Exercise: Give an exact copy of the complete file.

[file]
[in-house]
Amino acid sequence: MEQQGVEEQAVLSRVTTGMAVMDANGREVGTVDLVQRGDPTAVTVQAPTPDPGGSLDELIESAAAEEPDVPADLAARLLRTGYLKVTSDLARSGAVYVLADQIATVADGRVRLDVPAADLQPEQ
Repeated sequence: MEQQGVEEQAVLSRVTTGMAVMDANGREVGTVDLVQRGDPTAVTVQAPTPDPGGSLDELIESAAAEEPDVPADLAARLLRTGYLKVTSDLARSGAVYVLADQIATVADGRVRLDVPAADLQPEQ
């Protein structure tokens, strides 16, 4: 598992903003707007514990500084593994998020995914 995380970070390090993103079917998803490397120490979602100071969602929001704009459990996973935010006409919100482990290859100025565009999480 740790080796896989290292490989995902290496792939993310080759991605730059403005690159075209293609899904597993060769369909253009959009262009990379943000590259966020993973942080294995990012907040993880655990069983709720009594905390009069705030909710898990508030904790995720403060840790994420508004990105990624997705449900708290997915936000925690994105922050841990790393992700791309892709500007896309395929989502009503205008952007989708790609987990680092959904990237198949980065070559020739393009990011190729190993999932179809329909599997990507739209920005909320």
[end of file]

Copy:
[in-house]
Amino acid sequence: MEQQGVEEQAVLSRVTTGMAVMDANGREVGTVDLVQRGDPTAVTVQAPTPDPGGSLDELIESAAAEEPDVPADLAARLLRTGYLKVTSDLARSGAVYVLADQIATVADGRVRLDVPAADLQPEQ
Repeated sequence: MEQQGVEEQAVLSRVTTGMAVMDANGREVGTVDLVQRGDPTAVTVQAPTPDPGGSLDELIESAAAEEPDVPADLAARLLRTGYLKVTSDLARSGAVYVLADQIATVADGRVRLDVPAADLQPEQ
């Protein structure tokens, strides 16, 4: 598992903003707007514990500084593994998020995914 995380970070390090993103079917998803490397120490979602100071969602929001704009459990996973935010006409919100482990290859100025565009999480 740790080796896989290292490989995902290496792939993310080759991605730059403005690159075209293609899904597993060769369909253009959009262009990379943000590259966020993973942080294995990012907040993880655990069983709720009594905390009069705030909710898990508030904790995720403060840790994420508004990105990624997705449900708290997915936000925690994105922050841990790393992700791309892709500007896309395929989502009503205008952007989708790609987990680092959904990237198949980065070559020739393009990011190729190993999932179809329909599997990507739209920005909320």